(Host) Lake Champlain is big and varied. Commentator Tom Slayton is here to tell us about one of the lesser-known regions of the lake.
(Slayton) From the veranda of the Grand Isle Lake House, the broad expanse of Lake Champlain spreads out vast and shimmering, with the Green Mountains rising on the eastern horizon. It’s a spectacular view, one that helps make the Champlain Valley one of the most scenic places in America.
Lake Champlain has many aspects. You could almost say it is many lakes. The broad lake can surely be grand and glorious. But other parts of the lake can be secluded and intimate, almost mysterious.
That’s the way the lake is south of Chimney Point in West Addison. It’s a different lake down there, much of it winding and narrow, with marshes and cattails and occasional boats quietly bobbing in the evening waters. Great blue herons stand elegant sentry in the bays and inlets of the southern lake. Its waters are opaque with suspended clay particles, and the farther south you go, the less like a lake and more like a broad, winding river it becomes.
The southern arm of the lake doesn’t look as though it has changed much in the last millenium. But that’s misleading , because in the past this part of the lake was more than busy – it was vitally, strategically important to the emerging American nation. The course of Empire and the first, crucial stages of the American Revolutionary War literally surged through this part of the Lake Champlain.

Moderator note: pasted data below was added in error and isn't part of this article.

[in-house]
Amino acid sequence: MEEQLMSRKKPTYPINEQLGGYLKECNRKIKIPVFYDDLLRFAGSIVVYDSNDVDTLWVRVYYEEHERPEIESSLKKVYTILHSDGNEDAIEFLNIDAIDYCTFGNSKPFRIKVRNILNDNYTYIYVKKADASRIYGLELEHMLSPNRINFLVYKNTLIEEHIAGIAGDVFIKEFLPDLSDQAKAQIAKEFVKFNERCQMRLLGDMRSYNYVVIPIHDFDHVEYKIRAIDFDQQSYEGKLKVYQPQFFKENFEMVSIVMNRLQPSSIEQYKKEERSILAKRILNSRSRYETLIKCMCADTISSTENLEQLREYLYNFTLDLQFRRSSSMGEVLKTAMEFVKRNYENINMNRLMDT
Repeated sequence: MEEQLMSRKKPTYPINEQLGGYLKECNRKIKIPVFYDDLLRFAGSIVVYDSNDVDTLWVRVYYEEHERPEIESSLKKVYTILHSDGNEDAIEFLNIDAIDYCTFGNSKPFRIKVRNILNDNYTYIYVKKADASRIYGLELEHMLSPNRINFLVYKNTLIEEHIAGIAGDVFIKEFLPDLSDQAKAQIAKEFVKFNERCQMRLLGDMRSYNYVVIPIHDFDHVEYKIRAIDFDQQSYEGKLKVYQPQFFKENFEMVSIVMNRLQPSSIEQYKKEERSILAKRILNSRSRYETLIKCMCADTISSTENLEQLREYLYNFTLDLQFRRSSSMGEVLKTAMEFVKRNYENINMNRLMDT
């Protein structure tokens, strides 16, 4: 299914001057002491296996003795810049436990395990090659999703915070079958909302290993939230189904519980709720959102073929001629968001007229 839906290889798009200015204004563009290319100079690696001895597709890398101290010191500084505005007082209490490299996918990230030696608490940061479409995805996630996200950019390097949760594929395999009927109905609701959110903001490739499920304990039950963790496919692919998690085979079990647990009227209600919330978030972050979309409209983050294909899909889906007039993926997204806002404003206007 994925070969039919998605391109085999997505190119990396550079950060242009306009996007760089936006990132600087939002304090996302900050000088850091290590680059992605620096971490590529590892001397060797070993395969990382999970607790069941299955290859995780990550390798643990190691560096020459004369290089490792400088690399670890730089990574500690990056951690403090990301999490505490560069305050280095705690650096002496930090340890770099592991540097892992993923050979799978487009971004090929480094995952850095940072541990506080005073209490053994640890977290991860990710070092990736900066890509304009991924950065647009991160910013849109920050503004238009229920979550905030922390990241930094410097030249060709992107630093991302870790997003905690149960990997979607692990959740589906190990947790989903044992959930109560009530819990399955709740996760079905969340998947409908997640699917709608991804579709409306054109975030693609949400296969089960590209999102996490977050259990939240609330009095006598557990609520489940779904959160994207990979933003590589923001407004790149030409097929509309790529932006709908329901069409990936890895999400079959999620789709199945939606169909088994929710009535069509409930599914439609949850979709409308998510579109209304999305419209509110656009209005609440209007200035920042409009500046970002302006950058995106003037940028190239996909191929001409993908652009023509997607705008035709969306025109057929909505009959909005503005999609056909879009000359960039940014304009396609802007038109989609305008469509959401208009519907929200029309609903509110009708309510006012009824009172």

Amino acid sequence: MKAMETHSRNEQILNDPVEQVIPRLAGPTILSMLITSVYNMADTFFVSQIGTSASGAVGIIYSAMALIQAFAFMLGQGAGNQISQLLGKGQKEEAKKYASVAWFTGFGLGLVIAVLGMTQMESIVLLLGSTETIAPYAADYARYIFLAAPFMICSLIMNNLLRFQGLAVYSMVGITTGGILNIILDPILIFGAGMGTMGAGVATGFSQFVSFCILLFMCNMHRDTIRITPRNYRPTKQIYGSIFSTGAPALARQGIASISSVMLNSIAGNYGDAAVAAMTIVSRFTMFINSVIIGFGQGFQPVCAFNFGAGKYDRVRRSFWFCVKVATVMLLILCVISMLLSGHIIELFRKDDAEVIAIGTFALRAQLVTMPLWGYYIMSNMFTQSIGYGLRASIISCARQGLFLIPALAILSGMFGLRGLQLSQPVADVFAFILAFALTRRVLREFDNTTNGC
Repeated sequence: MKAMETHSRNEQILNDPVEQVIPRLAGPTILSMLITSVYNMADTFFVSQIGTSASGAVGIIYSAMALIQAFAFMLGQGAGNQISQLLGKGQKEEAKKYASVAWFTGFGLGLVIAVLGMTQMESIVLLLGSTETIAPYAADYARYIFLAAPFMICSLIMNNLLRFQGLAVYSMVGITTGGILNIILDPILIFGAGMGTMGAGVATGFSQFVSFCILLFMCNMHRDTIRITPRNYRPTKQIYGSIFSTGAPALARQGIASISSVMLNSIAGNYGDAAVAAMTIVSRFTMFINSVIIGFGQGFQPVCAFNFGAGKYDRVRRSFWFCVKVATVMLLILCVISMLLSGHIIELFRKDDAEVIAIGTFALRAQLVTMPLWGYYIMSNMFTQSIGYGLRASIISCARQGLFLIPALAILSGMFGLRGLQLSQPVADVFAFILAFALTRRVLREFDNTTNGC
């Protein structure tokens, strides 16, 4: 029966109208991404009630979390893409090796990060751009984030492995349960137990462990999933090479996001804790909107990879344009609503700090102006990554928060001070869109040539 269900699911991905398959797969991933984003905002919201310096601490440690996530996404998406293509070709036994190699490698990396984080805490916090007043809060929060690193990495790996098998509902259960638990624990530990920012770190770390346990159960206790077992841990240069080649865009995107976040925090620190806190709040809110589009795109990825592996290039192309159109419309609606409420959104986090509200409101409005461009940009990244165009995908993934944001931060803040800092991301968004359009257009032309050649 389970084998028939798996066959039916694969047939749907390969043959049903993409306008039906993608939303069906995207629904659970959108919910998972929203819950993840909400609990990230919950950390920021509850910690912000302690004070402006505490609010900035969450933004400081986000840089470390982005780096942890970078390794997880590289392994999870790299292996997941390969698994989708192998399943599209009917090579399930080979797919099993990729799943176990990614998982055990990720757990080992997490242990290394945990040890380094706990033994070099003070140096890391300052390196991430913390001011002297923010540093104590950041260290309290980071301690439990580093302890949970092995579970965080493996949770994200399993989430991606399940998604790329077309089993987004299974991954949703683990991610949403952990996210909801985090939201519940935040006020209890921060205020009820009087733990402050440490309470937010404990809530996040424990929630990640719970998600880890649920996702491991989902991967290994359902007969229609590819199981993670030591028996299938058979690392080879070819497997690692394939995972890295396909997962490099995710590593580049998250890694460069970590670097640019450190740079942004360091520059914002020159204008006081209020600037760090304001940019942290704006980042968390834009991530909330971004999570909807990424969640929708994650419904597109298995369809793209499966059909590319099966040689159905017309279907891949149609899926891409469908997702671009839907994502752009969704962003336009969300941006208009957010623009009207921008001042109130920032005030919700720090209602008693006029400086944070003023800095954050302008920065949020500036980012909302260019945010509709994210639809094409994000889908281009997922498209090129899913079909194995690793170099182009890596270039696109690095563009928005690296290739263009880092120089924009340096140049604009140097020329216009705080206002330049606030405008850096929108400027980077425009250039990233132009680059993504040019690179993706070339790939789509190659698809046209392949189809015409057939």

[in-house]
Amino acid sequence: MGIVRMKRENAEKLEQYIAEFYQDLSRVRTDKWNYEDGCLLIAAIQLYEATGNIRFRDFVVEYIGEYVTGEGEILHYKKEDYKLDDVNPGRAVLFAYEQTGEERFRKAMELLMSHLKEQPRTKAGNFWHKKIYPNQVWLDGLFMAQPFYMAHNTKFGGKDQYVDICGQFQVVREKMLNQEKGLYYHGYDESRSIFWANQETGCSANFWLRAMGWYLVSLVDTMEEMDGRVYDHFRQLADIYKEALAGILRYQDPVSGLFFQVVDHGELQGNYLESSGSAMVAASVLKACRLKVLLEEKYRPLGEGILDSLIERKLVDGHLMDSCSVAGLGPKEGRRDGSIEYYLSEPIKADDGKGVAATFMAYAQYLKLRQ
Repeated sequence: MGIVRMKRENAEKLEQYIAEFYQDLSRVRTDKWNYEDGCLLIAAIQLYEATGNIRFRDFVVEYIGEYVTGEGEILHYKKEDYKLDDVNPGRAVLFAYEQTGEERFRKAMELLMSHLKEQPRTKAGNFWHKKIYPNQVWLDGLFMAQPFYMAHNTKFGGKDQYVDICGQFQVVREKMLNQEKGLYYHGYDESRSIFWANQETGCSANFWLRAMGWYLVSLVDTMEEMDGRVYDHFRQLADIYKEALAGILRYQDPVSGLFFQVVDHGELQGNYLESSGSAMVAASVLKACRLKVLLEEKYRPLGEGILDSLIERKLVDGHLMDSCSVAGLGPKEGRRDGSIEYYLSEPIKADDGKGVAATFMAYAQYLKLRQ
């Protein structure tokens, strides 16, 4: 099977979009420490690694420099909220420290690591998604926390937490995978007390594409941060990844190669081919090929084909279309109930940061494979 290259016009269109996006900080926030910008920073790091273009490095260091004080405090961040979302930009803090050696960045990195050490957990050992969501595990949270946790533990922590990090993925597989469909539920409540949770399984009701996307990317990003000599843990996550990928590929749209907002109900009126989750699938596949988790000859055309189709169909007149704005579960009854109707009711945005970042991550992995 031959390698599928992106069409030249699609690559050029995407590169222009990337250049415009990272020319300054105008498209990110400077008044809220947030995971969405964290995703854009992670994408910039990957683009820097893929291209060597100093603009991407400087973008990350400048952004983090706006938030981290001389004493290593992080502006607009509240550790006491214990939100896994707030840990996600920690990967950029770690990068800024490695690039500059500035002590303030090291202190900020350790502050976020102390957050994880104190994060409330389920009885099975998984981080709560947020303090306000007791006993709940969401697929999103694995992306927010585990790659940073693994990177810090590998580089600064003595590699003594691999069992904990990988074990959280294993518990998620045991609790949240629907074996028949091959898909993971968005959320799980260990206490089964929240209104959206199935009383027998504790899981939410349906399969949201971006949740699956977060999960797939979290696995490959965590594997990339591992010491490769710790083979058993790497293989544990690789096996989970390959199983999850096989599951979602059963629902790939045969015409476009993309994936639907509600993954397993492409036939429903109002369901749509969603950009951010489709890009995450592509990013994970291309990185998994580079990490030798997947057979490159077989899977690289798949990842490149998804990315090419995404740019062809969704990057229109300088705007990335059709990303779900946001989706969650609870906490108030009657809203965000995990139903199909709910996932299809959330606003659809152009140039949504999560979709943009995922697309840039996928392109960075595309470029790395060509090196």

Fort Ticonderoga, which overlooks much of the southern lake, is known, of course, to every Vermont schoolchild because of Ethan Allen’s surprise capture of it in 1775 and its subsequent defense, along with Mount Independence on the Vermont side, against a British invasion from the north.
Although Mount Independence eventually fell to the British, it held them off for a full year before ultimately being overrun, thus setting up the Battles of Hubbardton and Bennington and the stunning British defeat at Saratoga, New York, just to the southwest.
Later, the south lake was an important commercial thoroughfare. The completion of the Lake Champlain Canal in 1823 linked Champlain and Canada with the Hudson River and New York City, effectively turning America’s first frontier into its first superhighway. Burlington was the largest lumber port in the world in the 1860s, thanks to commerce on the lake and the Champlain and Erie Canals.
There have been no hymns of praise written to the muddy southern arm of lake Champlain, and today the surrounding fields of Shoreham and Orwell are farmed and quiet. It’s been somewhat overshadowed by the broad, blue waters to the north. Yet in its own way, it’s a fascinating place, rich in both beauty and history.
The big lake is like that, always varied, often subtle and surprising. It yields its secrets slowly, and sometimes its subtlest pleasures are its most rewarding.
Tom Slayton lives in Montpelier and is editor of Vermont Life Magazine. He spoke from our studio in Montpelier.